Quaternary ammonium compounds in soil: implications for antibiotic resistance development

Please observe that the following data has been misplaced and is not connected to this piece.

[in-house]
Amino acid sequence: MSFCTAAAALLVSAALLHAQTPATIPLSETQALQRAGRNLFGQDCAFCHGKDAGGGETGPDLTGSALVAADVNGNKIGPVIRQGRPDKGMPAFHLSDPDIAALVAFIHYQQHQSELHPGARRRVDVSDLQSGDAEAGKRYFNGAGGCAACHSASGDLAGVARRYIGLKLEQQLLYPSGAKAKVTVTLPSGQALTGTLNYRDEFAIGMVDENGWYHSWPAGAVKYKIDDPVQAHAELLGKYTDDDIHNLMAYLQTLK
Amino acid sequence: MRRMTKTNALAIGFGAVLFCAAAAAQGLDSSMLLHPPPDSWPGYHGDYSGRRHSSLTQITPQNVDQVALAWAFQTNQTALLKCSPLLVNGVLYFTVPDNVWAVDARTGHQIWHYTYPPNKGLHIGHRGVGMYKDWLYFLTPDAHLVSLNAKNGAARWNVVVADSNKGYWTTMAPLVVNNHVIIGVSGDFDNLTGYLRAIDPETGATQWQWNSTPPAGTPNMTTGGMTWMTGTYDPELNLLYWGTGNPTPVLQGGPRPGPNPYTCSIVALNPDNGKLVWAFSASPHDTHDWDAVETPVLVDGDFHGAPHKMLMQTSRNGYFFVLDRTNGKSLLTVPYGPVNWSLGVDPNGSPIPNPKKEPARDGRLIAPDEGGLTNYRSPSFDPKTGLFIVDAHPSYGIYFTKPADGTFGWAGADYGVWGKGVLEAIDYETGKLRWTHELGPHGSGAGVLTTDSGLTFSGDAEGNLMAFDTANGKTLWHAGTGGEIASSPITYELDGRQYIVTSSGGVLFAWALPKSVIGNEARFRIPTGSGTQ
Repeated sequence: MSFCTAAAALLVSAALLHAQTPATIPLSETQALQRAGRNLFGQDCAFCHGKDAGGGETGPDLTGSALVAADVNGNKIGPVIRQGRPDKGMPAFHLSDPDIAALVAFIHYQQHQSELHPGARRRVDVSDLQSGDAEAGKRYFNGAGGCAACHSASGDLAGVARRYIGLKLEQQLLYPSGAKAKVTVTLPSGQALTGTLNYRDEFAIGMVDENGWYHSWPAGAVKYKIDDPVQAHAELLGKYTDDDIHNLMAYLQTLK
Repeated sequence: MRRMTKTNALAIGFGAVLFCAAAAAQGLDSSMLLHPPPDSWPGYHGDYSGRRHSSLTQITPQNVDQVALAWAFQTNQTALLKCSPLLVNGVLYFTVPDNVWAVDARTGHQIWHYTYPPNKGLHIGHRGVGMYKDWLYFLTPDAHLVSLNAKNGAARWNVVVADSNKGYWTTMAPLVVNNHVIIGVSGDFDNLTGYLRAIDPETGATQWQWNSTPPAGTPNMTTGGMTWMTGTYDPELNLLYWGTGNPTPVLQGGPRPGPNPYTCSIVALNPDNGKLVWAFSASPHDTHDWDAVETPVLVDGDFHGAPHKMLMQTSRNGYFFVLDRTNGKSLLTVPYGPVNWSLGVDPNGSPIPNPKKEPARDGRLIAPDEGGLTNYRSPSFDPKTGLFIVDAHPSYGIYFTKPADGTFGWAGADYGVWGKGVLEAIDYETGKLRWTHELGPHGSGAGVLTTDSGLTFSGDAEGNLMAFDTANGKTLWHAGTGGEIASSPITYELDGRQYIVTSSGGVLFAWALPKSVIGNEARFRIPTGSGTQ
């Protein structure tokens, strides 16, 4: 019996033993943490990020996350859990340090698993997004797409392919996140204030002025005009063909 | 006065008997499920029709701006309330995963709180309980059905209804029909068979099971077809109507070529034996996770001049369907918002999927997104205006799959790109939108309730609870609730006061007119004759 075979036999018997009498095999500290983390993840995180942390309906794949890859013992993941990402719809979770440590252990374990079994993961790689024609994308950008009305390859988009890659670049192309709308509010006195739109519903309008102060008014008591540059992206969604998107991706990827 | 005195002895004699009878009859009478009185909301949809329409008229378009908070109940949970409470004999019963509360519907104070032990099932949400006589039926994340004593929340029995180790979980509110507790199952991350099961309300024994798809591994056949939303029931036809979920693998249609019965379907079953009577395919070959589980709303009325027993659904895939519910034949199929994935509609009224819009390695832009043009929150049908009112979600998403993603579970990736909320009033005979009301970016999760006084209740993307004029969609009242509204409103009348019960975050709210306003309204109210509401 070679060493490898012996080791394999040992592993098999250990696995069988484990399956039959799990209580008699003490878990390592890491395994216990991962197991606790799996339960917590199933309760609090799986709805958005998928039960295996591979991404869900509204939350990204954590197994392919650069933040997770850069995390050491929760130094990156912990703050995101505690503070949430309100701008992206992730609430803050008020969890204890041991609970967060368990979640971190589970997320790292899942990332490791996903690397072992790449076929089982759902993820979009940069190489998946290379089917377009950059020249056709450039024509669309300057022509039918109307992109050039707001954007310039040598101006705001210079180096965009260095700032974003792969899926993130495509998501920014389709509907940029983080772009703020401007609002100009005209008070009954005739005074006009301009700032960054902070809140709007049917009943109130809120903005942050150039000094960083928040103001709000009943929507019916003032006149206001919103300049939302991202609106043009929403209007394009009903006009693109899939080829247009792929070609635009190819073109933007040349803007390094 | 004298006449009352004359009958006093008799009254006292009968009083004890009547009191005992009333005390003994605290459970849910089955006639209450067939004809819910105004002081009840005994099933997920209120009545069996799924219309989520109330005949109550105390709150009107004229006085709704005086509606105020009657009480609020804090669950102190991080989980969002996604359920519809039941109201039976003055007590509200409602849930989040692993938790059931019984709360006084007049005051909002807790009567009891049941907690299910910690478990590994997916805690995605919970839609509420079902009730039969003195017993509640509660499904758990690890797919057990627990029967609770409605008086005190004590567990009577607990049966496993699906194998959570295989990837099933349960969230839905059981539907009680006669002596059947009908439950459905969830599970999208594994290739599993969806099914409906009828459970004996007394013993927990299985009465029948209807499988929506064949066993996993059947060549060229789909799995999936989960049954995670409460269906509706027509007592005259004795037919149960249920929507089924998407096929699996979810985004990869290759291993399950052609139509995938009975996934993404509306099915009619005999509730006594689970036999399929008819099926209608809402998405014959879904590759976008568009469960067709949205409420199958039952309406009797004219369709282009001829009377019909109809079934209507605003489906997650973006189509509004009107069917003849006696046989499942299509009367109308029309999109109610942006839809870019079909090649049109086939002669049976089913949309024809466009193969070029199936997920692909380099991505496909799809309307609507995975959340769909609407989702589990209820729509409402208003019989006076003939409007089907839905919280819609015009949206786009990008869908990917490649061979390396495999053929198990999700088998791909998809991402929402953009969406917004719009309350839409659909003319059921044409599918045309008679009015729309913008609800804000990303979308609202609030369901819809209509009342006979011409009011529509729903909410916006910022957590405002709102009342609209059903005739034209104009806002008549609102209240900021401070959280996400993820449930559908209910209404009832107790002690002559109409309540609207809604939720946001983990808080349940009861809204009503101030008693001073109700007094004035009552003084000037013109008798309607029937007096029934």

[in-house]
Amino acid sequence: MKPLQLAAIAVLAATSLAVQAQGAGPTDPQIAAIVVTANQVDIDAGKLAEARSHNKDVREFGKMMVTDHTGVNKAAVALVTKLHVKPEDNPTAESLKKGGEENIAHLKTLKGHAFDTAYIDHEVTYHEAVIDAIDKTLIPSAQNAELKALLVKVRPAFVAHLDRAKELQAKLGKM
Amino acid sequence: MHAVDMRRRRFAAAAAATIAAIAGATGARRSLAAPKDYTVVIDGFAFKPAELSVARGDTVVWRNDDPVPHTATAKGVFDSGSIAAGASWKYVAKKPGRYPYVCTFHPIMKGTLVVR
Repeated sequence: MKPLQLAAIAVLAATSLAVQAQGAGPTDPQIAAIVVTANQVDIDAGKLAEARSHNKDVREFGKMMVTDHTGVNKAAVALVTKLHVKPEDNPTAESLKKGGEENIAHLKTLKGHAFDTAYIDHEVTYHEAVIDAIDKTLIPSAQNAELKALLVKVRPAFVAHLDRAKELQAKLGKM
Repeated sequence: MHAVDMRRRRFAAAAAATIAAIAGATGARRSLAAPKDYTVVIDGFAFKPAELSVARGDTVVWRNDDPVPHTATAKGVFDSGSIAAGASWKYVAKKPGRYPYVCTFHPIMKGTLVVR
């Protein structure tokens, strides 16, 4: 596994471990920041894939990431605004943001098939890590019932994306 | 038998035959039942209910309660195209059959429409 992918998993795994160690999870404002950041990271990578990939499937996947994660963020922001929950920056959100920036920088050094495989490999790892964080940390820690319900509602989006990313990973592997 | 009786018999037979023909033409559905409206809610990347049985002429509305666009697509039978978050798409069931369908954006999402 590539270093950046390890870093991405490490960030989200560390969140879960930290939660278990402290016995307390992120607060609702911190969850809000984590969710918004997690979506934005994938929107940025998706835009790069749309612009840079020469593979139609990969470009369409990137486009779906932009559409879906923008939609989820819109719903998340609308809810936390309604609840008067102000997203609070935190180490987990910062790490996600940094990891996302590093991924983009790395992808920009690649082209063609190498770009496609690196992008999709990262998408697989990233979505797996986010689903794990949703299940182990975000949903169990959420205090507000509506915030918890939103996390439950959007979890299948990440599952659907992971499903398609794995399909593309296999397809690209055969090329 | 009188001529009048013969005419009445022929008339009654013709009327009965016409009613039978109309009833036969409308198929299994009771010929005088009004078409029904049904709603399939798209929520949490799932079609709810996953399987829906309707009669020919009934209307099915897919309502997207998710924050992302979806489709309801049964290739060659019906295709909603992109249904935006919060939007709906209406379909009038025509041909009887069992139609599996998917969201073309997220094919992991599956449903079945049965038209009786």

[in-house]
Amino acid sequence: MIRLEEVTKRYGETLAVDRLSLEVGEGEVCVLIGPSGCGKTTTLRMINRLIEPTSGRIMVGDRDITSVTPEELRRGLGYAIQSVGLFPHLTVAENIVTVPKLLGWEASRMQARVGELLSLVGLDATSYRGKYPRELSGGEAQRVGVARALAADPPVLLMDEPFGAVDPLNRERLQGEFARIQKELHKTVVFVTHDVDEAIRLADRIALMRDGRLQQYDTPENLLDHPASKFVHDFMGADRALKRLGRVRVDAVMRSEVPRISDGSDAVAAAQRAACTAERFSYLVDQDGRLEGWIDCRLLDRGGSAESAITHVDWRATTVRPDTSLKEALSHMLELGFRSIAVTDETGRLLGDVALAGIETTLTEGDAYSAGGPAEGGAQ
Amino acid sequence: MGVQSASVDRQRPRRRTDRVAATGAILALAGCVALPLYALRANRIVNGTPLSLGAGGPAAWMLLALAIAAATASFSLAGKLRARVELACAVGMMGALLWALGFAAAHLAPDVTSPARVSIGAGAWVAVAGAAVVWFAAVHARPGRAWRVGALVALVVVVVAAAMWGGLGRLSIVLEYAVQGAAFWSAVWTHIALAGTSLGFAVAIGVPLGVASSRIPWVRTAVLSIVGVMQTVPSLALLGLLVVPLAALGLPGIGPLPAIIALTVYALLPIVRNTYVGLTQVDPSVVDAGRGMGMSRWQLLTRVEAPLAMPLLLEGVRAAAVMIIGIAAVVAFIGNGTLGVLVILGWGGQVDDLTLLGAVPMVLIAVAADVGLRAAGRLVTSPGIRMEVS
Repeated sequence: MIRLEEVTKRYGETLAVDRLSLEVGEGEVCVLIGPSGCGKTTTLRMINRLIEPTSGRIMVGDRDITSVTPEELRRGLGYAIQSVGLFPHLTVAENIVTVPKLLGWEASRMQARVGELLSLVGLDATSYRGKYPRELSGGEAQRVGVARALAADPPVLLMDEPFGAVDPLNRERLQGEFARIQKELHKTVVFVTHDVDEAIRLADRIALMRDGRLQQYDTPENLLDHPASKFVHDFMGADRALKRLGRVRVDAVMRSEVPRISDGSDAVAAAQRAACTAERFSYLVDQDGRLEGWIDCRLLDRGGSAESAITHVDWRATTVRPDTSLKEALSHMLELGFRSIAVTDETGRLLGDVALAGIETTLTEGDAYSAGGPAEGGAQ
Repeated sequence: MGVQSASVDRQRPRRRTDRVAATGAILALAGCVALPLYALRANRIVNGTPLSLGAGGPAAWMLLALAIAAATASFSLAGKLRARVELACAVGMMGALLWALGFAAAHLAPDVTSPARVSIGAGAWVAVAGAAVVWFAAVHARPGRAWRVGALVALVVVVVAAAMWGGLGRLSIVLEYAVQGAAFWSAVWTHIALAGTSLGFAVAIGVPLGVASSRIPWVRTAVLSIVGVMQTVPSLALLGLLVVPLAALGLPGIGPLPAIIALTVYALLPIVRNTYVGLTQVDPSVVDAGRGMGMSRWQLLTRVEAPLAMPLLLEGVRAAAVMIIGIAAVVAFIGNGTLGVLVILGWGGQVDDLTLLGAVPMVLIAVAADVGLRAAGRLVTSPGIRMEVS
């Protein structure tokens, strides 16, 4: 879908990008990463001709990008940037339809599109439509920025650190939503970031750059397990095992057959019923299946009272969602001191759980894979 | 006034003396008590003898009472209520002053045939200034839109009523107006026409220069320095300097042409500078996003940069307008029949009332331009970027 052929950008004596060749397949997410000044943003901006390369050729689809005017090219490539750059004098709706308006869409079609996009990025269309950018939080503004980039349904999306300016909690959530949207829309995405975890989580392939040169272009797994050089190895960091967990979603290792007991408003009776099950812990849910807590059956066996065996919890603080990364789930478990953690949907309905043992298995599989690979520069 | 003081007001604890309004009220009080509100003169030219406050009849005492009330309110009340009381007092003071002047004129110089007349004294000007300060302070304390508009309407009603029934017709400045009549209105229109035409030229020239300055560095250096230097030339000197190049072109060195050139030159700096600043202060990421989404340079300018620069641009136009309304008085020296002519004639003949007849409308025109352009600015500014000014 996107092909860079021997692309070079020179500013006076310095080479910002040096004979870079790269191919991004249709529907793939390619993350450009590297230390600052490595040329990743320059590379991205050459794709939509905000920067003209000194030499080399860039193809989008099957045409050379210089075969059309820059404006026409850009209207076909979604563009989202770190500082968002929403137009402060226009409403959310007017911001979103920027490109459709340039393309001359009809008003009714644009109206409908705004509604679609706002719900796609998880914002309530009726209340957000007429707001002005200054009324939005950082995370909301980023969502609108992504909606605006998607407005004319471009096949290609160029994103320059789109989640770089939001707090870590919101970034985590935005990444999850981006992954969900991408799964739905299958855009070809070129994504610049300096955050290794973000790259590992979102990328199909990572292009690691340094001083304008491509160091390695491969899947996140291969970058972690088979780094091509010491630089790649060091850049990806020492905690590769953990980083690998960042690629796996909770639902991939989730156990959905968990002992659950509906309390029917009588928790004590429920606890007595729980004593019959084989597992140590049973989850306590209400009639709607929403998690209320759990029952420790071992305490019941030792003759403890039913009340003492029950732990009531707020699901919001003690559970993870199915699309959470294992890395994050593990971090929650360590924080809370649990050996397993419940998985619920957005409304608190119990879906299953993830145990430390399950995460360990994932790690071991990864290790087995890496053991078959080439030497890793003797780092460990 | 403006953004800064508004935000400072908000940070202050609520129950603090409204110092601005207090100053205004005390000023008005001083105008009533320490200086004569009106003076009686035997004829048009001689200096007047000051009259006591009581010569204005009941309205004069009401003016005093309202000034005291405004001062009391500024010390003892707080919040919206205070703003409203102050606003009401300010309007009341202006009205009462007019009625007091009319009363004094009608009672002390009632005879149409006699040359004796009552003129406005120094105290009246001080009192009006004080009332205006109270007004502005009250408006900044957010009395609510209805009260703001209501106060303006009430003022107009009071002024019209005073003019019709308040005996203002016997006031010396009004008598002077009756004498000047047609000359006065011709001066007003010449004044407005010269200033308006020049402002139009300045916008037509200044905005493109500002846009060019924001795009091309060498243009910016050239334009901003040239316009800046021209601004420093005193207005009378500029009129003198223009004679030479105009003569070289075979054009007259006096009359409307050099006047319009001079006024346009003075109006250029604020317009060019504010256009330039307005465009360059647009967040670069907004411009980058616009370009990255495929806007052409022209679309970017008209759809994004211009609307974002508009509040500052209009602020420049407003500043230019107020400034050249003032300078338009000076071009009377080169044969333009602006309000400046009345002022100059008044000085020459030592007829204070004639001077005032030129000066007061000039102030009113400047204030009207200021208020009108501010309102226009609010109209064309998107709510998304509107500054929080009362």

Quaternary ammonium compounds (QACs) are surface-active, antimicrobial, high production volume (HPV) chemicals with a broad application in agriculture. This review provides a comprehensive overview of (1) predicted and measured concentrations of QACs in soils including their analysis, (2) sequestration mechanisms in soils based on their physicochemical properties and chemical structure, and (3) implications of concentrations and fate of QACs in soils for the proliferation of antibiotic resistance in the environment. Predicted environmental concentrations (PEC) for QACs that are applied to soils with manure are in the order of 3.5 mg kg−1. Based on literature data, the median PEC of QAC in sewage sludge amended soils is 25 µg kg−1. The positively charged QACs are mainly sorbed to clay minerals. We propose that QACs might be sequestered in the interlayer regions of layered silicates in clay-rich soils, reducing their acute toxicity, while increasing their persistence. The release of sequestered QACs from soil can still potentially maintain concentration levels that are sufficient to develop antibiotic resistance in the environment.